Quantcast
Environmental News for a Healthier Planet and Life

Help Support EcoWatch

Al Gore Calls on Trump to Resign as Samoan PM Calls Out Climate Change Deniers

Politics

Government inaction on climate change and climate deniers were called out by former vice president Al Gore and Samoan prime minister Tuilaepa Sailele separately this week.

Gore voiced his sentiment during an interview released Wednesday with Fox 11's Good Day L.A. co-host Elex Michaelson. Sailele made the remarks at his speech Thursday in Australia. They each spoke about the harmful effects of global warming and called for immediate action.


While Gore's words were for President Trump and his administration, Sailele took aim at the leaders of Australia, India, China and the U.S. as the "countries that are responsible for all this disaster," as quoted by The Guardian.

"Any leader of those countries who believes that there is no climate change I think he ought to be taken to mental confinement, he is utter[ly] stupid and I say the same thing for any leader here who says there is no climate change," he continued.

Sailele spoke about how Pacific Island nations are especially vulnerable to rising sea levels.

"While climate change may be considered a slow onset threat by some in our region, its adverse impacts are already felt by our Pacific islands peoples and communities," he said.

Sailele gave his speech at the Lowy Institute in Sydney a week after Australia swore in a new prime minister, Scott Morrison. The conservative lawmaker is being pressured by members of his coalition government to drop the country's plans to cut carbon emissions under the Paris agreement, ABC News reported. His predecessor, Malcolm Turnbull, was ejected after proposing, but ultimately abandoning, modest emissions targets for the country's energy sector after pressure from his own conservative party.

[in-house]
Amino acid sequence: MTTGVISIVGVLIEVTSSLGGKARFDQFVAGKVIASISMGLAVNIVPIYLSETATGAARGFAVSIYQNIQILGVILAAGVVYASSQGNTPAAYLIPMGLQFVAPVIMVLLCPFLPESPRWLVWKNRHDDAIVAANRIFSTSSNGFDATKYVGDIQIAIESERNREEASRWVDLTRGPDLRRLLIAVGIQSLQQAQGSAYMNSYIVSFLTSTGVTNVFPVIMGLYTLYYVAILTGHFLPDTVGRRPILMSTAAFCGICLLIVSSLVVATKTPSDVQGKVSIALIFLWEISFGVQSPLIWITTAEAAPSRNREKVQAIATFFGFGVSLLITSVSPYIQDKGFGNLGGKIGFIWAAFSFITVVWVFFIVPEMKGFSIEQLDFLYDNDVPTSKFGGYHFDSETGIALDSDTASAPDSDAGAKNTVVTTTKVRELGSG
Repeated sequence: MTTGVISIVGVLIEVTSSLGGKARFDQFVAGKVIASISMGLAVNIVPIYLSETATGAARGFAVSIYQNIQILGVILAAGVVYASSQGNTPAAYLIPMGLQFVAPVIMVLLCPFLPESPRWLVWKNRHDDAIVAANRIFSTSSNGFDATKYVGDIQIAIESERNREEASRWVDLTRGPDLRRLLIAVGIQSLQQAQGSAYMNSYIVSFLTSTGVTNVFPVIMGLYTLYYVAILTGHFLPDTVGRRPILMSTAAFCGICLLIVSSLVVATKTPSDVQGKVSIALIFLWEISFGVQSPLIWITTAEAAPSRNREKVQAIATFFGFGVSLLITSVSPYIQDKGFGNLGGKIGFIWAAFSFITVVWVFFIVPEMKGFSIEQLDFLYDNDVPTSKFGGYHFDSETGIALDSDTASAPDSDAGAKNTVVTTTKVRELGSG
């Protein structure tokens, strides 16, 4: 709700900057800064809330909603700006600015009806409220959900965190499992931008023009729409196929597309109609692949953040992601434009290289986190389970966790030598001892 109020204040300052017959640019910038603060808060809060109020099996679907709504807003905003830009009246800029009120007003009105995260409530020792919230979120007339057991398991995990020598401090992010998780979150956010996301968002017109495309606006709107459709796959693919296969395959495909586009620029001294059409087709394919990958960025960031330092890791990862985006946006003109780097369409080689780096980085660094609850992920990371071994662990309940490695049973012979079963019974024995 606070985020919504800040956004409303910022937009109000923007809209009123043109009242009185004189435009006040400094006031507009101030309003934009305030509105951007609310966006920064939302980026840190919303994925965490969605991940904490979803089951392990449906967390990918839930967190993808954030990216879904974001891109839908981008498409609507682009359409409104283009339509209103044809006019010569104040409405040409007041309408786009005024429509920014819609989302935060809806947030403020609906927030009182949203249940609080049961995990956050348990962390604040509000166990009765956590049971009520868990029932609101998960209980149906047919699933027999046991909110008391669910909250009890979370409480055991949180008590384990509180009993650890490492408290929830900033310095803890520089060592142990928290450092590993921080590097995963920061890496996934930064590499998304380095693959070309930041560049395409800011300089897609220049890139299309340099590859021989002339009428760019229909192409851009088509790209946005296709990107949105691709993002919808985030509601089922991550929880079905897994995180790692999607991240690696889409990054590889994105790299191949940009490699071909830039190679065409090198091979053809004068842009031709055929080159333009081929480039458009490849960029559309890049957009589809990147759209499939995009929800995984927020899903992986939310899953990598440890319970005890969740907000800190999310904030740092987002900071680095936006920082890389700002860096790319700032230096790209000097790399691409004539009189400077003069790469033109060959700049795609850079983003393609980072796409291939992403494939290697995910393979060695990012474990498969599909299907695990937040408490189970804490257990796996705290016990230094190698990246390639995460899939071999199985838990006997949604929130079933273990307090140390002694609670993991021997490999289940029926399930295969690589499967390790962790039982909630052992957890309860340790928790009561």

"Greater ambition is necessary to limit global warming to 1.5 degrees centigrade and Pacific island countries continue to urge faster action by all countries," Sailele said.

In his interview, Gore dismissed those who are skeptical about the dangerous effects of a changing climate. Asked what he'd say to such people, the former VP responded to Michaelson, "Take it from mother nature. Every night on the TV news it's like a nature hike through the book of Revelations."

The founder and chairman of The Climate Reality Project also had one simple word for Trump.

"Oh, my only message would be: Resign," Gore said.

Trump intends to pull the U.S. out of the Paris agreement and has rolled back numerous environmental regulations in favor of polluting industries and has pushed for more use of fossil fuels.

"I don't mean to be flippant about it," Gore continued. "I don't think he's prepared to listen to advice about the importance of clean air and clean water."

He said the Trump administration's policies have "made the EPA the CPA—the coal production agency."

Gore is currently in Los Angeles for convention with the Climate Reality Project to teach people how to speak persuasively about climate change.

When Michaelson asked for his thoughts about California's recent government report that found wildfires, heatwaves and temperatures will be increasingly destructive in the state, Gore said, "When they tell us it's going to be worse if we don't change, we've got to listen."